May 22, 2012
The following quote will suffice.
In 2002, Iowa passed a law mandating that banks establishing ATMs couldn’t charge fees. The banking lobby fought back. The Federal banking regulator John Hawke, who was appointed to head the Office of the Comptroller of the Currency by Bill Clinton in 1998, blocked that law from taking effect by using a doctrine known as “preemption” whereby national regulations could invalidate state consumer protection laws. In a textbook case of the Washington revolving door, Hawke then left the OCC, where he was charged with overseeing banks, to return to his old job — representing big banks in a lucrative practice at the well-connected law firm Arnold and Porter.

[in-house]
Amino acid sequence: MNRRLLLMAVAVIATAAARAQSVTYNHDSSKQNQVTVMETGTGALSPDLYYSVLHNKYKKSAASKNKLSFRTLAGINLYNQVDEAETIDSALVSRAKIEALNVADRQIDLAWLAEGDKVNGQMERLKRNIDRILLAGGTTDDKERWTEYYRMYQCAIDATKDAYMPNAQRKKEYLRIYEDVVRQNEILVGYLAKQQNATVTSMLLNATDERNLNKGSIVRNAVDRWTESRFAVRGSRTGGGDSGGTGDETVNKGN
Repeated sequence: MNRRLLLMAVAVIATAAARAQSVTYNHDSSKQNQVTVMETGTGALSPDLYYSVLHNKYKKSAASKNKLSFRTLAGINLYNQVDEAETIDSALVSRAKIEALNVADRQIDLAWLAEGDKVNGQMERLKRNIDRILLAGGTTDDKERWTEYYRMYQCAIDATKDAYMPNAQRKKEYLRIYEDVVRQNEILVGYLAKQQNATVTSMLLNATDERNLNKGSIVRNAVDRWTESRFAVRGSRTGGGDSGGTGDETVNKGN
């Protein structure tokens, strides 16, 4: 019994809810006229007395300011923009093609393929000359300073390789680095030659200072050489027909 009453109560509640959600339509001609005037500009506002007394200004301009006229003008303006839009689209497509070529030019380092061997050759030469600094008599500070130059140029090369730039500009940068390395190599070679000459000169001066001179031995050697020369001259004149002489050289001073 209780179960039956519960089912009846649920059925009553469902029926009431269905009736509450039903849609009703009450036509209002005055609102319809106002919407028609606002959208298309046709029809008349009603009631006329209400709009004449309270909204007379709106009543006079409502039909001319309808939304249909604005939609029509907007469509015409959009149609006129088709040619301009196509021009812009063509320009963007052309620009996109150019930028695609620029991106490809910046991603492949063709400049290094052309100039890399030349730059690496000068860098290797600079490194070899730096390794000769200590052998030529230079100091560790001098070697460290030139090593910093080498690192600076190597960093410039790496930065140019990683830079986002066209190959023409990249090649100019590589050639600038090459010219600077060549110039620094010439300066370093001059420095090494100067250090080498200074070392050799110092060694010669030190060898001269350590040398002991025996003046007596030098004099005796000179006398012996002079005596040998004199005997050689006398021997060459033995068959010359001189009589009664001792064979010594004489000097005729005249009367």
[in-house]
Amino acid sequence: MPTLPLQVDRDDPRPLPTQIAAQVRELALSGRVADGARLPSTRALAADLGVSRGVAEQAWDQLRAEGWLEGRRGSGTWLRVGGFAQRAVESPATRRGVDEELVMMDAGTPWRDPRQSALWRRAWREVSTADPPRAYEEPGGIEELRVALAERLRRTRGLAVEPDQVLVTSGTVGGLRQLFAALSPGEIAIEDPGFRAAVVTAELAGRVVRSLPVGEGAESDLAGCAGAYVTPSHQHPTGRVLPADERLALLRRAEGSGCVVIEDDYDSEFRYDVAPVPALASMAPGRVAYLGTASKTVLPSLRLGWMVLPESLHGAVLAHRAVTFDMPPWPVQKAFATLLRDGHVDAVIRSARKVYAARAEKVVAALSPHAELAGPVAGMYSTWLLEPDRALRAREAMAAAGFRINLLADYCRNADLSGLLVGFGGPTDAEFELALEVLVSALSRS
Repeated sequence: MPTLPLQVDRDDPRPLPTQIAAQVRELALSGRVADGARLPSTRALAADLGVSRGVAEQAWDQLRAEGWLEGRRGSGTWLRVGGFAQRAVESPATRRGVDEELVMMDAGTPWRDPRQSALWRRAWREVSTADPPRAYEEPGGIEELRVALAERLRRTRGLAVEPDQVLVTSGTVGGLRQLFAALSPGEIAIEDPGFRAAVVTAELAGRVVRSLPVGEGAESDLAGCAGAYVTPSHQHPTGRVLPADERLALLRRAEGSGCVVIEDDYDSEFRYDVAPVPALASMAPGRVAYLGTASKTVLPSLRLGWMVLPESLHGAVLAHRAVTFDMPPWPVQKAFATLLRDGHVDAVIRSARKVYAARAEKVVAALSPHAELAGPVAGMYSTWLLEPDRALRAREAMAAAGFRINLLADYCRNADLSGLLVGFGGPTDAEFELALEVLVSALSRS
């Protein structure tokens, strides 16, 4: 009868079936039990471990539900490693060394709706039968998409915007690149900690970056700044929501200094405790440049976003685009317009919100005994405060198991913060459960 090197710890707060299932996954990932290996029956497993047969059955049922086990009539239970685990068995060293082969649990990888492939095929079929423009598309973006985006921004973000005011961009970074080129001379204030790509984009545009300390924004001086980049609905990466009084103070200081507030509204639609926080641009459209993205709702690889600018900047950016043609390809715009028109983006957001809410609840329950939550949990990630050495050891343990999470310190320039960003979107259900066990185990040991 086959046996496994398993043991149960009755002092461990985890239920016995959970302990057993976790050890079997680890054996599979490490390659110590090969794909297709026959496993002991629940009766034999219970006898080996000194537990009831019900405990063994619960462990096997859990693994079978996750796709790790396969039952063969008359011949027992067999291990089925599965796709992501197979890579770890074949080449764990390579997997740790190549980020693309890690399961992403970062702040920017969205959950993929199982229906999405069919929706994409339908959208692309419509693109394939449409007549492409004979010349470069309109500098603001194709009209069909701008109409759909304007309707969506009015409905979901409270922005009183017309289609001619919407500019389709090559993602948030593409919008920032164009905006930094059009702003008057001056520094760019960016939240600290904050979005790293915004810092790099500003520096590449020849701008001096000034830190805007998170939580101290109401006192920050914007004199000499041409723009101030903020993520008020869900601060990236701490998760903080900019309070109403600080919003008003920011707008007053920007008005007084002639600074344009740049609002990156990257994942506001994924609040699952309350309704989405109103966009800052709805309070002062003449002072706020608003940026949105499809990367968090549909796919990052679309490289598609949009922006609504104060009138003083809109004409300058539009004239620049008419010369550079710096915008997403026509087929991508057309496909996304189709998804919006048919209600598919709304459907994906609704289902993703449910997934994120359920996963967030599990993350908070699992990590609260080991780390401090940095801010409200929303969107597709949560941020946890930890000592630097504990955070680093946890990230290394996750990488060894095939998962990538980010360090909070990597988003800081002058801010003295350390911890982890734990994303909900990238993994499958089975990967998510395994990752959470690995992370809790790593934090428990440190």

But the Federal route to capping or regulating these fees was still open. In 2010, after the financial system collapsed, several Senators actually proposed a bill to cap ATM fees at 50 cents. This was again blocked by bank-friendly Senators, who did not even let it get a vote in the Senate.